From the ‘X Files’ Dept: Will the Upcoming March 19th “Supermoon” Cause Another 8+ magnitude Earthquake and Tsunami?


Japan's massive 8.9-magnitude earthquake and deadly tsunami in Japan generated world-wide viral headlines about the destructive environmental power of the upcoming "supermoon."

The term "supermoon" originated on the website of astrologer Richard Nolle who reported that a new or full moon at 90% or more of its closest perigee (the point in the orbit nearest to the center of the earth) qualifies as a "supermoon," making the March 19 full moon a supermoon, because the crest of the moon’s full phase comes within an hour of the moon’s closest point to Earth.

According to Dr. James Garvin, chief scientist at NASA's Goddard Space Flight Center, a 'Supermoon' is a situation when the moon is slightly closer to Earth in its orbit than on average, and this effect is most noticeable when it occurs at the same time as a full moon. So, the moon may seem bigger although the difference in its distance from Earth is only a few percent at such times.

It is called a supermoon because this is a very noticeable alignment that at first glance would seem to have an effect. The 'super' in supermoon is really just the appearance of being closer, but unless we were measuring the Earth-Moon distance by laser rangefinders (as we do to track the LRO [Lunar Reconnaissance Orbiter] spacecraft in low lunar orbit and to watch the Earth-Moon distance over years), there is really no difference. The supermoon really attests to the wonderful new wealth of data NASA's LRO mission has returned for the Moon, making several key science questions about our nearest neighbor all the more important.

The effects on Earth from a supermoon are minor, and according to the most detailed studies by terrestrial seismologists and volcanologists, the combination of the moon being at its closest to Earth in its orbit, and being in its 'full moon' configuration (relative to the Earth and sun), should not affect the internal energy balance of the Earth since there are lunar tides every day. The Earth has stored a tremendous amount of internal energy within its thin outer shell or crust, and the small differences in the tidal forces exerted by the moon (and sun) are not enough to fundamentally overcome the much larger forces within the planet due to convection (and other aspects of the internal energy balance that drives plate tectonics). Nonetheless, these supermoon times remind us of the effect of our 'Africa-sized' nearest neighbor on our lives, affecting ocean tides and contributing to many cultural aspects of our lives (as a visible aspect of how our planet is part of the solar system and space).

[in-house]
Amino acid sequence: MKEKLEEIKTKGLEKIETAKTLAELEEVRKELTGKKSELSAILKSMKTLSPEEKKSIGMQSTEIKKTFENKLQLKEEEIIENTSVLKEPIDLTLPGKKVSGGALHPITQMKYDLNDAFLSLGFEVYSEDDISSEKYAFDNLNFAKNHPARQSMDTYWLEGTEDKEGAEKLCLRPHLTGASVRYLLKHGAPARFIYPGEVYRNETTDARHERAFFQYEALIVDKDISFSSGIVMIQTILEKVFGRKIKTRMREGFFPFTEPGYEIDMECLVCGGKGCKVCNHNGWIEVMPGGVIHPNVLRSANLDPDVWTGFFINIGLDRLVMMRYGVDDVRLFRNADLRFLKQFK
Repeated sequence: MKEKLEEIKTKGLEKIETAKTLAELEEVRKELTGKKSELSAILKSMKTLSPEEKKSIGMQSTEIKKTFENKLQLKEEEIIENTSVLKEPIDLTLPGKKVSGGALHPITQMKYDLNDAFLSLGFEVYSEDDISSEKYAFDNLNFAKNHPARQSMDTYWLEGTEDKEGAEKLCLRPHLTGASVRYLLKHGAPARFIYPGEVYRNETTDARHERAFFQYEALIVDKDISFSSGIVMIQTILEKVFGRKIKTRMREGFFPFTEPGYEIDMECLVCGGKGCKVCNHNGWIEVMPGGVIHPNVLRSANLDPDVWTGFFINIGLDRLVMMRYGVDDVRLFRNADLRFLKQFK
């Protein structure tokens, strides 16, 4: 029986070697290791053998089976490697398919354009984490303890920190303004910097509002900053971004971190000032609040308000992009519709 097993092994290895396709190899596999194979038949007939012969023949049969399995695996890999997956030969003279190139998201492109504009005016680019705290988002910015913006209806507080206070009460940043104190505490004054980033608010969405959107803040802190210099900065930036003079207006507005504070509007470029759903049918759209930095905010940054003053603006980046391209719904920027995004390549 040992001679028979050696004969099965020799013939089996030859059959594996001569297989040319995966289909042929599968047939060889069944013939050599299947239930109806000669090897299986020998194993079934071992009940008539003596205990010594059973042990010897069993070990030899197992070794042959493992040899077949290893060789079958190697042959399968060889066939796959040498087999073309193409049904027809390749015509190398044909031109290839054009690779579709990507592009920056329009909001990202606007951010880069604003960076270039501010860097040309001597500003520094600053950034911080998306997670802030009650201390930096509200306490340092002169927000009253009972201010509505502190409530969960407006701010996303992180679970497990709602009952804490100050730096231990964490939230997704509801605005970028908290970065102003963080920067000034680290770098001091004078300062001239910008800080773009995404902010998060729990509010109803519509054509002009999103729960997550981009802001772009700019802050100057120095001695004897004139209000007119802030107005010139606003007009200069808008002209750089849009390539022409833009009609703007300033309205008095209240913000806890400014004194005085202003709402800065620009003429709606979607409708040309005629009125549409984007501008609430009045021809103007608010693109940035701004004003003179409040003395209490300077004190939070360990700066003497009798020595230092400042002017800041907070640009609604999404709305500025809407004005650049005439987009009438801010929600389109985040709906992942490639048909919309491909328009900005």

But contrary to the widespread speculation, Japanese March 11 earthquake is not an example of a supermoon causing deadly environmental  effects. The March 11 moon is exactly the opposite, since the moon is not particularly close to Earth, nor is it full or new moon (aligned with the sun and Earth). The moon on March 11 is close to first quarter–at a right angle to the Earth/sun line. Thus–according to the supermoon-earthquake connection theory–the moon’s effect on earthly water and solid rock tides should be at its least.

The Japan-quake supermoon rumors are based on the equally false rumor that a supermoon caused the December 26, 2004 tsunami in Indonesia that caused the deaths of more than 200,000 people -the worst tsunami in recorded history. There was a full moon that day, but it was at its farthest from Earth. The moon was closest two weeks later on January 10, 2005.

Some astrologers and even astronomers are using the term "supermoon" to describe the March 19, 2011 full moon, but the March 19 full moon will be 221,567 miles from Earth, in contrast to the moon’s average distance of about 239,000 miles.

The March 11, 2011 earthquake and tsunami in Japan occurred when the moon was near first quarter, and not particularly close to Earth.

There are references, however, in the scientific literature of a possible connection between full moons and seismic activity. Because the moon causes tides in the solid core of the Earth, just as it causes ocean tides the assumption can be made that a close full moon might cause geologic activity to increase. But, again, it is pure speculation that a "supermoon" phase could cause tectonic plate shifts. You can test the theory during the March 19, 2011 full moon–which coincides with the moon’s closest point to Earth—and see iof it bring more earthquakes and tsunamis?

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